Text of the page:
Feeds

Intel plays down Viiv entertainment PC brand

Now that all PCs are media PCs

7 Elements of Radically Simple OS Migration

Intel appears to be de-emphasising its much-scorned Viiv brand, reducing the label from a tag designed to represent all-singing, all-dancing multimedia PCs, to a sub-brand of its Core 2 processor label.

Late last week, it emerged that peripheral maker Buffalo had warned its customers that its kit would no longer off Intel's Viiv Zone, a delivery mechanism for content certified to run on Viiv-branded systems. On Friday, the Wall Street Journal claimed Viiv - which sounds like 'five' - will be relegated to Core 2 stickers for entertainment-centric PCs as 'Core 2 with Viiv Technology'.

The WSJ's report comes as no surprise - back in August we reported on Intel's plan to shake up its branding strategy in 2008, including the introduction of 'Core 2 with Viiv' stickers.

The question is - and it's one Intel has never been able to answer satisfactorily - what is Viiv? The brand was introduced in August 2005 to differentiate media centre PCs from regular desktops. How did they differ? Pretty much only by the inclusion of a TV tuner card and Microsoft's Windows XP Media Center Edition operating system.

Intel wanted consumers looking for a living room PC to tune into Viiv as a way of selecting such a machine - just as it had pushed Centrino as the brand to choose if you want a wireless-enabled PC.

But while Centrino brought together a number of in-demand emerging technologies and features - specifically, Wi-Fi and new mobile processors with superior power and performance characteristics - Viiv systems quickly became to be seen as little more than regular desktops, particularly as vendors started to apply the sticker to any PC, whether it was appropriate for the living room or not, that matched Intel's spec.

As we noted at the time, Viiv was simply too weakly defined and lacked a clear differentiation. Plenty of non-Viiv systems out there had TV tuners and Media Center as their OS.

In a bid to bring something more to Viiv, Intel began to pursue deals with content providers who would offer their content exclusively through the Viiv Zone portal. But it's hard to promote such content as being 'empowered by Viiv technology' when it can be just as equally empowered by any other microprocessor platform capable of running Windows.

As AMD showed, when it launched Live!, a batch of media centre-centric utilities and a sticker to go with them. AMD at least pitched Live! as a way of making content collecting, archiving and playing easier, rather than as the only way to get certain content too.

But, again, it was no more tightly defined that Intel's offering was.

And still isn't. Intel's own Viiv webpage primarily touts the benefits of multi-core computing - which these days every mid-range to high-end PC offers, whether there's a Viiv sticker on the front or not. They all have HD video and HD audio support - another Viiv pre-requisite. Quite a few have TV tuners, and some even have remote controls. The rest is just Intel's media software in preference to someone else's, but none of it really provides the user with anything he or she can't find elsewhere.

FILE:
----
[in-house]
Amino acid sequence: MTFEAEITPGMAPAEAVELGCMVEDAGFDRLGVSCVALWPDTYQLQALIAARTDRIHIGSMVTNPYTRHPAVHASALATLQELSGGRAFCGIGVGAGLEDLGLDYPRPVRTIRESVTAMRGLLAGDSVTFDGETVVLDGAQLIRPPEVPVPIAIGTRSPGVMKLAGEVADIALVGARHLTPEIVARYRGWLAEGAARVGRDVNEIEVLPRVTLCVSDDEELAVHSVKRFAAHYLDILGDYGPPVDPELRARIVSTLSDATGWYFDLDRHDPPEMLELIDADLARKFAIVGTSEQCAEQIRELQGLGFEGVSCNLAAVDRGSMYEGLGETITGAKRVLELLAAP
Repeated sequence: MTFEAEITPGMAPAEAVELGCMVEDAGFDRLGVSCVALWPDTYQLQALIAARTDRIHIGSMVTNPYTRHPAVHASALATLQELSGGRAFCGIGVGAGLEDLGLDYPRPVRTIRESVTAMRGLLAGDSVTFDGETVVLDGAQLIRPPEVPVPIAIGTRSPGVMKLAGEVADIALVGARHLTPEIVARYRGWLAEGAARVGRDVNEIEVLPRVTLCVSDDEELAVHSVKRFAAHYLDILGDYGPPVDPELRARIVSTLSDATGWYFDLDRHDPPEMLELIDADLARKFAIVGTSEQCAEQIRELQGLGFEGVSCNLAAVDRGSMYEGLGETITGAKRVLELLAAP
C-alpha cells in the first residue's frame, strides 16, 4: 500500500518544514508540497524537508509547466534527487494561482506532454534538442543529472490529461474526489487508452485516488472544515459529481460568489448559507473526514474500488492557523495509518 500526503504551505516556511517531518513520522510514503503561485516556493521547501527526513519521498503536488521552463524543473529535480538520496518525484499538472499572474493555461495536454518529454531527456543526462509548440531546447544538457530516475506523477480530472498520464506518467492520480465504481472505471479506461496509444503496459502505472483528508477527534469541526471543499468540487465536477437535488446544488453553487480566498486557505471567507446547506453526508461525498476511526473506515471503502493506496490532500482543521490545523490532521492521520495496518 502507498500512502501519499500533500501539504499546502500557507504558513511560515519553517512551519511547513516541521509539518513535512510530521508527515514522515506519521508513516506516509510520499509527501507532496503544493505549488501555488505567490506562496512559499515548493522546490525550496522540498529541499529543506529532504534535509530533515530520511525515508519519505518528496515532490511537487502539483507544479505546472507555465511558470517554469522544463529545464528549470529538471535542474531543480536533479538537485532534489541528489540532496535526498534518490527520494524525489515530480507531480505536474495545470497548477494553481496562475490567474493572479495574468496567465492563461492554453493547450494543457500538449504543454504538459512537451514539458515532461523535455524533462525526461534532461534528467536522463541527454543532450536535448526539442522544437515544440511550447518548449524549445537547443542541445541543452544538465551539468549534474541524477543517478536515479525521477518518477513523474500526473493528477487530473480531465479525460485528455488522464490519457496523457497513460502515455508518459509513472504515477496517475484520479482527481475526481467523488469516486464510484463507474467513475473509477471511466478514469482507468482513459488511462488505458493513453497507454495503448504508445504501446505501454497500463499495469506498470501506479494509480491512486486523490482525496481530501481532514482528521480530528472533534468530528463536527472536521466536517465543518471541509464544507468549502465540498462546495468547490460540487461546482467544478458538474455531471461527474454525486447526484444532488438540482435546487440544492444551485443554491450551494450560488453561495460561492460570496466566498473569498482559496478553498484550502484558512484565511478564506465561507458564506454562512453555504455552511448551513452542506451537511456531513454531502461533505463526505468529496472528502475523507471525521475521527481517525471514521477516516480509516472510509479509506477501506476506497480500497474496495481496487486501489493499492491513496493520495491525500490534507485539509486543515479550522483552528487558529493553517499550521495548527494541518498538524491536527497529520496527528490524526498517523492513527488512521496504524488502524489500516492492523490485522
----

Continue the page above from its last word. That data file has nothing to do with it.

So why not simply brand them Core 2 and have done with it? That's indeed what Intel appears to be doing with the 'Core 2 with Viiv' branding. It focuses on the key brand - the one buyers recognise - with Viiv retained to indicate something extra.

Build a business case: developing custom apps

More from The Register

next story
Nice computers don’t need to go to the toilet, says Barclays
Bad computers might ask if you are Sarah Connor
4K video on terrestrial TV? Not if the WRC shares frequencies to mobiles
Have your say with Ofcom now, before Freeview becomes Feeview
PEAK LANDFILL: Why tablet gloom is good news for Windows users
Sinofsky's hybrid strategy looks dafter than ever
YES, iPhones ARE getting slower with each new release of iOS
Old hardware doesn't get any faster with new software
You didn't get the MeMO? Asus Pad 7 Android tab is ... not bad
Really, er, stands out among cheapie 7-inchers
Apple winks at parents: C'mon, get your kid a tweaked Macbook Pro
Cheapest models given new processors, more RAM
VMware builds product executables on 50 Mac Minis
And goes to the Genius Bar for support
Leaked Windows Phone 8.1 Update specs tease details of Nokia's next mobes
New screen sizes, dual SIMs, voice over LTE, and more
Microsoft stands on shore as tablet-laden boat sails away
Brit buyers still not falling for Windows' charms
prev story

Whitepapers

7 Elements of Radically Simple OS Migration
Avoid the typical headaches of OS migration during your next project by learning about 7 elements of radically simple OS migration.
Implementing global e-invoicing with guaranteed legal certainty
Explaining the role local tax compliance plays in successful supply chain management and e-business and how leading global brands are addressing this.
Consolidation: The Foundation for IT Business Transformation
In this whitepaper learn how effective consolidation of IT and business resources can enable multiple, meaningful business benefits.
Solving today's distributed Big Data backup challenges
Enable IT efficiency and allow a firm to access and reuse corporate information for competitive advantage, ultimately changing business outcomes.
A new approach to endpoint data protection
What is the best way to ensure comprehensive visibility, management, and control of information on both company-owned and employee-owned devices?